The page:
Szekelykapu

Reviewed at Hungarian Film Week, Budapest, Feb. 8, 1994. Running time:59 MIN.

Reviewed at Hungarian Film Week, Budapest, Feb. 8, 1994. Running time:59 MIN.

This Magyar variation on the “Green Card”/”Wedding Banquet” theme is a touching romantic comedy-drama well suited to the small screen because of its brief running time (though it unspooled on 35mm at the review screening.)

Director Janos Szombolyai tackled the subject before in “Duty Free Marriage” (1981) and doesn’t have a great deal to add this time around, though attractive performances are a plus.

The story’s set in 1989; the communist era is coming to an end in Hungary, but neighboring Romania is still under a strict dictatorship. A dying old woman leaves her apartment to a young man (Jozsef Toth) on condition he marry her Romanian niece so that she can legally come to live in Hungary.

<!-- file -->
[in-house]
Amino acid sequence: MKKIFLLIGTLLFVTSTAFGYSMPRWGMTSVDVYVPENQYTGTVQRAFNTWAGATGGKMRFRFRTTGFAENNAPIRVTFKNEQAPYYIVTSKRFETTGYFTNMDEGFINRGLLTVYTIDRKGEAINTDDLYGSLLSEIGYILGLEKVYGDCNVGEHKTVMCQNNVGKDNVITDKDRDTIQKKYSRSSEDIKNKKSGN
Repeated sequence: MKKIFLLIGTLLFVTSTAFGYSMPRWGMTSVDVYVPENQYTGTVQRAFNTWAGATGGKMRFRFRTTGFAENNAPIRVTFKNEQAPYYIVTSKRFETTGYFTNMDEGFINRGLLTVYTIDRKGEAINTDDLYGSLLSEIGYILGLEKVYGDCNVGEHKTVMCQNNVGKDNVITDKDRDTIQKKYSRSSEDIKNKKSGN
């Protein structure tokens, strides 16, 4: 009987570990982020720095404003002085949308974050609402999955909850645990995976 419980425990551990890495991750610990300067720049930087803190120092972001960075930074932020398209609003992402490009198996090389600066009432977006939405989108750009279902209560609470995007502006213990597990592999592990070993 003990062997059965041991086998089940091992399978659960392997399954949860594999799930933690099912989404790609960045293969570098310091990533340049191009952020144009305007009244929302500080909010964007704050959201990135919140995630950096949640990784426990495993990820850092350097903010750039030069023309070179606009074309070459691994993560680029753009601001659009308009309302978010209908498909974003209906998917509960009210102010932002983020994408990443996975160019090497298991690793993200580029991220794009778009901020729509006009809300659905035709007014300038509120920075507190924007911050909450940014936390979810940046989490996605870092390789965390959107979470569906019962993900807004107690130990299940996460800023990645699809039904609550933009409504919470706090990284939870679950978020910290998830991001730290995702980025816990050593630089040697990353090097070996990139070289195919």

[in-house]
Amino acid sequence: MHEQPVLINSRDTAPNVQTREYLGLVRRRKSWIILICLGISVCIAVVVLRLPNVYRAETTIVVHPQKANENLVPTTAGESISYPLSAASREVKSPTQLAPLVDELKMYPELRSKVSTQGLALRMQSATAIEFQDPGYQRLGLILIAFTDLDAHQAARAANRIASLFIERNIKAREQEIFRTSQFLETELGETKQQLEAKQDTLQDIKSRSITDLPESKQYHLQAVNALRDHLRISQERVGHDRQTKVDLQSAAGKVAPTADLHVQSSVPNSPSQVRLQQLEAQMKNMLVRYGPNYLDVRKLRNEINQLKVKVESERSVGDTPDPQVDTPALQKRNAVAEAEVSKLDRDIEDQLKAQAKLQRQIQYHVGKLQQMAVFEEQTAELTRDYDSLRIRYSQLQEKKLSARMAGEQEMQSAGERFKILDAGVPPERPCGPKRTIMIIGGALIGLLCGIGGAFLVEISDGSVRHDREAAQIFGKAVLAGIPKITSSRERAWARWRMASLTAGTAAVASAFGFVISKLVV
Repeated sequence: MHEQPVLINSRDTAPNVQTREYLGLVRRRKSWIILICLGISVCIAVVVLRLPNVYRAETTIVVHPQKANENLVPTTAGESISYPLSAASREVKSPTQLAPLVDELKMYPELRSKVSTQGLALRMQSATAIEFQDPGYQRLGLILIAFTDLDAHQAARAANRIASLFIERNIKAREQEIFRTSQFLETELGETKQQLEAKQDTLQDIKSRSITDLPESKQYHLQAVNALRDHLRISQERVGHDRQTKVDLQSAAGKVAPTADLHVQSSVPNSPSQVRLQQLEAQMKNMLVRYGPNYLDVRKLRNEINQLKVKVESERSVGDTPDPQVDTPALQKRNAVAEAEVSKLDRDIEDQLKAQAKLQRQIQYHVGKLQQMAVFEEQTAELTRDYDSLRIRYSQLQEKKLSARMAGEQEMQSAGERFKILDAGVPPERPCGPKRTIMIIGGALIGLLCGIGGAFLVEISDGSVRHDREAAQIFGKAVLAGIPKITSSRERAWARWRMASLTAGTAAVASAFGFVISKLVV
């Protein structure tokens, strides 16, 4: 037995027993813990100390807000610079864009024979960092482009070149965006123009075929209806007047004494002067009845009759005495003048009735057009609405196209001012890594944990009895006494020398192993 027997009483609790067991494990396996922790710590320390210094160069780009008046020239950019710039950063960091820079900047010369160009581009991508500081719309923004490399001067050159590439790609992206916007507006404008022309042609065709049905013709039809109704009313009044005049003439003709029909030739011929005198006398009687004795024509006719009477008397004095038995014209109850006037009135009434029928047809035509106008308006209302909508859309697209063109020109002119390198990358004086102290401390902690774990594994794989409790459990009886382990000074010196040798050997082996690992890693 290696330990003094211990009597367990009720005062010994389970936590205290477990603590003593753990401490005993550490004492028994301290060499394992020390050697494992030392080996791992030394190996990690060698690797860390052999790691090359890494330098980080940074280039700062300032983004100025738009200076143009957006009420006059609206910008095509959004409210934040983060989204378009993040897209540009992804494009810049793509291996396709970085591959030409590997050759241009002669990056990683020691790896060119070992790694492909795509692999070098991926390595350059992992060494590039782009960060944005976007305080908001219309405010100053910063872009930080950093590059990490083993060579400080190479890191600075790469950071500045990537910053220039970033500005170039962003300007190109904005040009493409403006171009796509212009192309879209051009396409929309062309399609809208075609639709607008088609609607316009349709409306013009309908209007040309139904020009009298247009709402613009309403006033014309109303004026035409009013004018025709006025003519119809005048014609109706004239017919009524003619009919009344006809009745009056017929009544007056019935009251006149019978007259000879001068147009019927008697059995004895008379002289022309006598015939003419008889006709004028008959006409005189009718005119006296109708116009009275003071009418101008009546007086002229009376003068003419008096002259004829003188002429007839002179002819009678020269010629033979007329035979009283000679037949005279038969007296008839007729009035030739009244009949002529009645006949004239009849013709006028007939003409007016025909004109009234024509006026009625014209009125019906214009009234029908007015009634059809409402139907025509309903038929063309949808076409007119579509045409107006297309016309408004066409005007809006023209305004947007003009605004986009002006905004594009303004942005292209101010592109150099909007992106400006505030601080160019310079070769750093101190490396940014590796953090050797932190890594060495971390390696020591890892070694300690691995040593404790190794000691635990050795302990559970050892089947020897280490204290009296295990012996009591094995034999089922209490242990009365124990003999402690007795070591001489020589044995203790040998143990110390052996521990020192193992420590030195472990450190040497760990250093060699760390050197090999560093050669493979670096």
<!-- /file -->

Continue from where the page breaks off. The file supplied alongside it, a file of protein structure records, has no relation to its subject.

Trouble is, Toth is engaged to, and very much in love with, another woman (Edit Vlahovics). But he agrees to the arrangement, and Vlahovics even accompanies him to Romania and acts as witness at his wedding to beautiful Eszter Nagy-Kalozy.

After some tense scenes with the Romanian security police — especially an officer who seems sexually attracted to both women — the trio is allowed to cross back into Hungary. The evolving triangular relationship is based on real-life experiences, per the director, who appears on camera at the end to assert that this is a true story.

Szekelykapu

Production: A Mafilm Alkotoi Egyesules (Budapest)/Son et Lumiere (Paris) co-production. Produced, directed by Janos Szombolyai. Screenplay, Akos Kertesz.

Crew: Camera (color) , Sandor Kardos; editor, Hajnal Sello; music, Laszlo Benko; production design, Eva Martin; sound, Tamas Markus.

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